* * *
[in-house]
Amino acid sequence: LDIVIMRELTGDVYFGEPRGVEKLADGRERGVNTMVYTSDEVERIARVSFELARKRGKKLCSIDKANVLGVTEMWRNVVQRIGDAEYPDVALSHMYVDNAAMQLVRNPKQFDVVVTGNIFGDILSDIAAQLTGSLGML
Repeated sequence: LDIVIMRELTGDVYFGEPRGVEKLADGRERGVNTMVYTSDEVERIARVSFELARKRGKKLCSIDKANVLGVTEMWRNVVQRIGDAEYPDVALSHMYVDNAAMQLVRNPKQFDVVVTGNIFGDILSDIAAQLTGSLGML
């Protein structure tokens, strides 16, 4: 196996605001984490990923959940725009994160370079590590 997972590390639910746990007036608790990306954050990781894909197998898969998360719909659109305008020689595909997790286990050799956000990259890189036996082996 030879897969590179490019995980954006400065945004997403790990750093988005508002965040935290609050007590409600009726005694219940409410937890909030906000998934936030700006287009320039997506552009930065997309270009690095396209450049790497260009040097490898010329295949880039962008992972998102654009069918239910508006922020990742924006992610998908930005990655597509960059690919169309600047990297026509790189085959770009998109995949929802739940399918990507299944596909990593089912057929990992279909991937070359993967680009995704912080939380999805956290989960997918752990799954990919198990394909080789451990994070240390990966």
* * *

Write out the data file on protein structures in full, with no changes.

[in-house]
Amino acid sequence: LDIVIMRELTGDVYFGEPRGVEKLADGRERGVNTMVYTSDEVERIARVSFELARKRGKKLCSIDKANVLGVTEMWRNVVQRIGDAEYPDVALSHMYVDNAAMQLVRNPKQFDVVVTGNIFGDILSDIAAQLTGSLGML
Repeated sequence: LDIVIMRELTGDVYFGEPRGVEKLADGRERGVNTMVYTSDEVERIARVSFELARKRGKKLCSIDKANVLGVTEMWRNVVQRIGDAEYPDVALSHMYVDNAAMQLVRNPKQFDVVVTGNIFGDILSDIAAQLTGSLGML
């Protein structure tokens, strides 16, 4: 196996605001984490990923959940725009994160370079590590 997972590390639910746990007036608790990306954050990781894909197998898969998360719909659109305008020689595909997790286990050799956000990259890189036996082996 030879897969590179490019995980954006400065945004997403790990750093988005508002965040935290609050007590409600009726005694219940409410937890909030906000998934936030700006287009320039997506552009930065997309270009690095396209450049790497260009040097490898010329295949880039962008992972998102654009069918239910508006922020990742924006992610998908930005990655597509960059690919169309600047990297026509790189085959770009998109995949929802739940399918990507299944596909990593089912057929990992279909991937070359993967680009995704912080939380999805956290989960997918752990799954990919198990394909080789451990994070240390990966």